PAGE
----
“Remember when the radio was the best part of your car?”
Remember when that advertising slogan ran? It was about 1975, I think, in a TV commercial for a mix tape (remember those?) that recaptured top tunes from the 1950s and 1960s. Not my demographic, I’m happy to say, but I understand the sentiment. Upgrading the lousy factory in-dash radio was the first thing I did on all my old cars, and just about the only bit of automotive surgery I was qualified to perform. While the cool kids added limited-slip differentials, coil-over shocks, and injection kits, I fooled around with the in-dash electronics. Geeks before gear heads.
Fiddling with a car’s electronics was easy back then, too. You basically had one +12V line, a fuse, four pairs of speaker wires, and… not a lot else. Electronics and automobiles weren’t exactly incompatible, they were just… different. Like corn flakes and blue cheese dressing, you might enjoy them both—just not at the same time.
For the trivially minded, the first car to include a microprocessor was the 1978 Cadillac Seville, which used an 8-bit MCU in its Tripmaster trip computer. This was basically a glorified odometer, but it presaged the unstoppable encroachment of digital electronics into our cars. So consistent has that growth been that by 2015 more than 35 million new cars will have their own in-car entertainment systems.
The market-research geeks at In-Stat say that’s how many new cars will roll off the assembly lines with full-on “infotainment” systems installed. Among other things, that means the market for automotive chips will more than double between now and 2015, with the bulk of the growth coming from processors, Wi-Fi chips, and DRAMs. It’s not often you see semiconductor markets double in size in such a short time, but this looks like one of those rare bonanzas.
In-Stat further estimates that the typical bill of materials for the in-car infotainment system will amount to about $75. That’s not much, but remember that this is just for the infotainment system; it doesn’t include the more serious functions of controlling the drive train (i.e., engine and transmission), window lifts, power seats, and so forth. You can also be darned sure that consumers will pay a lot more than $75 for the infotainment option. Picking out the family minivan with the seat-back TV screens and a built-in DVD player will set you back thousands of dollars, not just the $75 that it cost to build. That’s pure profit for the auto manufacturer and a juicy mark-up for the dealer. So the real driver (as it were) for all this automotive electronics is profit.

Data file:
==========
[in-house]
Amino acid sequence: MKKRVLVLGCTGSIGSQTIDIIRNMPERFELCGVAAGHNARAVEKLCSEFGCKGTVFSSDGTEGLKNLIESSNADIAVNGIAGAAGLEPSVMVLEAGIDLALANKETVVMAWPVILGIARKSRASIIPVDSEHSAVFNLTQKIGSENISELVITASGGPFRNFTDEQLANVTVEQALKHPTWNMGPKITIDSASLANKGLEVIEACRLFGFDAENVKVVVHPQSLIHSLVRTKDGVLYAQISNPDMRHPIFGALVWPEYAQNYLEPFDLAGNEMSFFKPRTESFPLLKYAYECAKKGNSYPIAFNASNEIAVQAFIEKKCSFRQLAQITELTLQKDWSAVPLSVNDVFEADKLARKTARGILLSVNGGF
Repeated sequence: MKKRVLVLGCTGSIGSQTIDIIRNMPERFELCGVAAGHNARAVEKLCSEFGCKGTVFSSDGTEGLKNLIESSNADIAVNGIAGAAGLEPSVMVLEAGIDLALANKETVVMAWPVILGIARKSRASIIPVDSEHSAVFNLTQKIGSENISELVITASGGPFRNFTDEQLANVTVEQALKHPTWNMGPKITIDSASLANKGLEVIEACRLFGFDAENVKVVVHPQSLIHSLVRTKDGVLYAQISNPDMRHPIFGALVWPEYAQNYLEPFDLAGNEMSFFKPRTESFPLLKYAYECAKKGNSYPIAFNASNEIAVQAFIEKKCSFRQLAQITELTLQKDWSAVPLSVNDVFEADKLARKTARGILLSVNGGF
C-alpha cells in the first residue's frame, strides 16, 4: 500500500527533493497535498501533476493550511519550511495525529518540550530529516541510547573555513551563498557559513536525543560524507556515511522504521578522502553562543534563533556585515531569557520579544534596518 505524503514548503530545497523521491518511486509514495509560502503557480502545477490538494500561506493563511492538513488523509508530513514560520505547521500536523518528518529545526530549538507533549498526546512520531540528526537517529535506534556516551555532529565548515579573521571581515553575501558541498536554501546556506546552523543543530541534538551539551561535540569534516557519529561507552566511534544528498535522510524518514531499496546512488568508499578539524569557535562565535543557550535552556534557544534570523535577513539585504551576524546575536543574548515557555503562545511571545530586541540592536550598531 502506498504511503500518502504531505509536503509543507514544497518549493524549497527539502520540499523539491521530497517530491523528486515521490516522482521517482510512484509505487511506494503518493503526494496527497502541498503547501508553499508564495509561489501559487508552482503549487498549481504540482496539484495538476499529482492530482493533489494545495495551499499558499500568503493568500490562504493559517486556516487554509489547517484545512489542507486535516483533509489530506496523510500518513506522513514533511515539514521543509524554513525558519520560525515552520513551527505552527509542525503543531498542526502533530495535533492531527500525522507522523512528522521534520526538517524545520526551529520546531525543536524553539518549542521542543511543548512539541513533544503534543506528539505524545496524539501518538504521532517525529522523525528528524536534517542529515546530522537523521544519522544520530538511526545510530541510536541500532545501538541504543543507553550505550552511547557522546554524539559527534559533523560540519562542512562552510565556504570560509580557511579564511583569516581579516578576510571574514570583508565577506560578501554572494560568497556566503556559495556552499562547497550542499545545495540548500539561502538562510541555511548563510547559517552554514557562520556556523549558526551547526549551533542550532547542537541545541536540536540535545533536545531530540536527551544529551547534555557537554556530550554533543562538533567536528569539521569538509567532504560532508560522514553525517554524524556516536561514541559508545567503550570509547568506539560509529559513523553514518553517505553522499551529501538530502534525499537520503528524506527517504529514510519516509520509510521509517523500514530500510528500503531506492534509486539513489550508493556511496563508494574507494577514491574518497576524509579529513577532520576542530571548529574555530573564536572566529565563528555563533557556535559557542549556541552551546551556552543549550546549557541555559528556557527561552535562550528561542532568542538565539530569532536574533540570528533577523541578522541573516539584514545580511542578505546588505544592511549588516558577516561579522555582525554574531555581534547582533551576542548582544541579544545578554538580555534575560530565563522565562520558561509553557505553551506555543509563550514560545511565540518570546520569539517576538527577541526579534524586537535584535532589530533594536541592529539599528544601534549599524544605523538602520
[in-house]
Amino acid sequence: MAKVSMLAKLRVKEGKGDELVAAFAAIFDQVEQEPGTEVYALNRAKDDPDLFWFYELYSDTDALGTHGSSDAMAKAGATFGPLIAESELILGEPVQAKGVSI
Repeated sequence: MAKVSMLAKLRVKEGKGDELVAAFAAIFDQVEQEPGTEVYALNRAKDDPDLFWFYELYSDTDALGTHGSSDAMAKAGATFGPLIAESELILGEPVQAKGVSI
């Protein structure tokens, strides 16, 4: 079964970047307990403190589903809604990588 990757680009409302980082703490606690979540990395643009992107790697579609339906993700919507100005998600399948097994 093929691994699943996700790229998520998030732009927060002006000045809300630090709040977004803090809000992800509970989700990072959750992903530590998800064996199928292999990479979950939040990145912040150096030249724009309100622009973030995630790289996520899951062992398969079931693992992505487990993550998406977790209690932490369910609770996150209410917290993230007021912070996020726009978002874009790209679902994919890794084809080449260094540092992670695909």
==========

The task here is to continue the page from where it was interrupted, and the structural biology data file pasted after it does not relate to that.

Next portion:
Nothing wrong with that. Profit drives most innovation and commercial development. General Motors and Daimler-Benz aren’t charities; they’re in this business to make money.
But the grim downside to in-car electronics is that it’s killing people. All these shiny new objects are distracting the driver. Even GPS navigation systems, ironically enough, are taking drivers’ eyes off the road. They stare at the moving map instead of reading street signs or watching for red lights, emergency vehicles, and obstacles in the road. Whether consciously or not, we expect the soothing voice in the nav system to guide us to our destination, subtly undermining our responsibility to actually pilot the car.
You want to know the primary cause of death among American teenagers? It’s not drugs, alcohol, gangs, violence, disease, or accident. It’s their own cars. Until they’re about 20 years old, new drivers are more likely to die in their own car than from any other cause, natural or otherwise. Teenagers in the United States (and to some extent, in other Western nations) are astonishingly poorly trained to operate an automobile. In many U.S. states, driver “training” consists of tossing the keys to a 16-year-old who has literally never been behind the steering wheel of a car. Given that cars kill more people than guns and AIDS and cancer combined, you’d think we’d spend a little more effort on finding a cure for bad driving.
Alas, that’s not the case. But we can reduce the number of distractions, starting with cell phones, GPS navigation systems, iPod docks, and 28-speaker stereos. New drivers should turn all of these completely off (yes, including the cell phone and the GPS) and focus on looking out the windshield, not into the little screen on the dashboard. Maybe after a few years of accident-free experience these distractions can be enabled, starting with the radio.
Harsh? Maybe, but few would question the need for thorough training before giving a teenager a loaded handgun, which is arguably less dangerous than a car. Anti-industry? Hardly. Automakers will still pack their cars with high-margin and highly attractive electronic goodies, and the adult car-buying public will happily consume them. Just switch them off for new drivers, and everybody lives to be infotained another day.